Turning Points in Afghanistan and Pakistan

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The devastating floods in the Punjab and the Taliban's brazen killing of aid workers in Northeastern Afghanistan might mark the molting of America's counterinsurgency strategy in the region. 

Badakhshan is not known as a redoubt of the Taliban, but now the military needs to figure out whether, in murdering Christian missionaries providing eye care to rural villages, they're re-establishing a foothold, and if they are, whether it's a one-off -- whether the Taliban retains the capacity to organize into a force that can overthrow Hamid Karzai's government. 

By November 1, Gen. David Petraeus will have all the troops that were promised by the White House. He then has eight months to show significant progress. Progress means fewer, not more, civilian casualties. It means functioning non-Taliban governments in the Pashtun belt. It means that aid workers can operate relatively freely across the country. It means that Al Qaeda has not reconstituted and cannot find breathing space.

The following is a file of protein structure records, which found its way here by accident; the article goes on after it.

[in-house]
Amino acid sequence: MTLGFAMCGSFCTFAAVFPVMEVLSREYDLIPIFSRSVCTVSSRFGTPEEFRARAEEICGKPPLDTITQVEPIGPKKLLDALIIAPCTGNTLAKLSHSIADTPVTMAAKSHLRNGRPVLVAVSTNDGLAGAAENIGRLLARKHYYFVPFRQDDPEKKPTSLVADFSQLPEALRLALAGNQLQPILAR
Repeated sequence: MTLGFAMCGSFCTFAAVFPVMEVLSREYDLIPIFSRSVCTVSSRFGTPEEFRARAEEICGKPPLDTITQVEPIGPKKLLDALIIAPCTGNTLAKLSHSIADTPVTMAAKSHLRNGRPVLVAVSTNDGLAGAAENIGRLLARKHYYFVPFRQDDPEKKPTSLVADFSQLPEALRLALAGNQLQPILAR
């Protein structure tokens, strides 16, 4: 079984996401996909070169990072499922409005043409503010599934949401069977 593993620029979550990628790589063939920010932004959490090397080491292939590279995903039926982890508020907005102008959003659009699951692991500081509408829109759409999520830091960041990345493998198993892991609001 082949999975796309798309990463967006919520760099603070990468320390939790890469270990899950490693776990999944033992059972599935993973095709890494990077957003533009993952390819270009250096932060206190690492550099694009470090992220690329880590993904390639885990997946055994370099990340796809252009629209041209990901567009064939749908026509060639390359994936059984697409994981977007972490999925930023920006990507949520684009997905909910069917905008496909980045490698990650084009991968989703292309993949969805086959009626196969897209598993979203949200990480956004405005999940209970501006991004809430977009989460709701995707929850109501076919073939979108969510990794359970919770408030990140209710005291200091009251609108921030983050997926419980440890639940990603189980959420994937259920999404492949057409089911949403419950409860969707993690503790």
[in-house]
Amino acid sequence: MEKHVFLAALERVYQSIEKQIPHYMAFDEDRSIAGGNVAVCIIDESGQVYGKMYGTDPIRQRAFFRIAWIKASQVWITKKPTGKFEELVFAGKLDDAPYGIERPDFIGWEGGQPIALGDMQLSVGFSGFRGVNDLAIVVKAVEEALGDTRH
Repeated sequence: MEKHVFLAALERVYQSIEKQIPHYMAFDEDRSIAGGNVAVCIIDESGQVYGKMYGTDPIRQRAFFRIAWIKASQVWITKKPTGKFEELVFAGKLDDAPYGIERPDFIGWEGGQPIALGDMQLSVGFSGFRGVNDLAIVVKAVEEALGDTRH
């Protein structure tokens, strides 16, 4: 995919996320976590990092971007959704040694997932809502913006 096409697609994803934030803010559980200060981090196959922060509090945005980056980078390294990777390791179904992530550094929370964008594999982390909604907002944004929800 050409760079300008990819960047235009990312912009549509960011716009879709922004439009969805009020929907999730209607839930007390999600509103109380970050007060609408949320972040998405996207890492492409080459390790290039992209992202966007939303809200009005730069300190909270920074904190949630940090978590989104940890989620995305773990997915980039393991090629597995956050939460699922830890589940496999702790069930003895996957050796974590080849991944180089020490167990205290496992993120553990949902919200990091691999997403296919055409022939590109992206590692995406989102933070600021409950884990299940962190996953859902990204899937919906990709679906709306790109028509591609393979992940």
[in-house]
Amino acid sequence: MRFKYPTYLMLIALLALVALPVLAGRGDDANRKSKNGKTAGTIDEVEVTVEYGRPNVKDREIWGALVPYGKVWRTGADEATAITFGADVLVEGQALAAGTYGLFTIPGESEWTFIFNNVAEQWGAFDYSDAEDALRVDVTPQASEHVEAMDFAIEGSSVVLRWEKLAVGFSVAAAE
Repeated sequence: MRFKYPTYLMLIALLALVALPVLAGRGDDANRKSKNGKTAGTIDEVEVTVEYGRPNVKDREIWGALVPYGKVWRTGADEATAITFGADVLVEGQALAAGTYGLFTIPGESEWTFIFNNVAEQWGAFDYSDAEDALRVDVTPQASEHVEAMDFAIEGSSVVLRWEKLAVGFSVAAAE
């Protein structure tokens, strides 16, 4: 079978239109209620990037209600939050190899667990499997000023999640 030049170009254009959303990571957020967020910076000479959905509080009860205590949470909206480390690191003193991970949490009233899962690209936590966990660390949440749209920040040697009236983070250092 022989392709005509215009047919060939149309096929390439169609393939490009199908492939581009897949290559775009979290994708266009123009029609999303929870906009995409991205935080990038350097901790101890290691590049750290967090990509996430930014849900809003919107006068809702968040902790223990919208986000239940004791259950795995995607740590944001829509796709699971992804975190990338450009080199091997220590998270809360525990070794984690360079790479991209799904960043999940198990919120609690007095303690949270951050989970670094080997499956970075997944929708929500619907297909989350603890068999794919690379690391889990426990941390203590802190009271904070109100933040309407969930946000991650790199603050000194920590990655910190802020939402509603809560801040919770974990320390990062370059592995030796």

In Pakistan, as has been widely reported, Islamic militants are providing aid where the already discredited Pakistani government cannot. The United States had sent six helicopters to a region where a million people are suffering. The Pakistani government might be fatally weakened by its inability to cope with the crisis. Moments ago, the National Security Adviser said that 436,000 halal meals, 12 bridges, six water filtration units and 14 rescue boards re being delivered to the region by the U.S. 1,000 Pakistanis have been rescued by Army helo crews already. It's a race to see who can provide more help. The U.S. needs a big footprint.


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Marc Ambinder is an Atlantic contributing editor. He is also a senior contributor at Defense One, a contributing editor at GQ, and a regular contributor at The Week.

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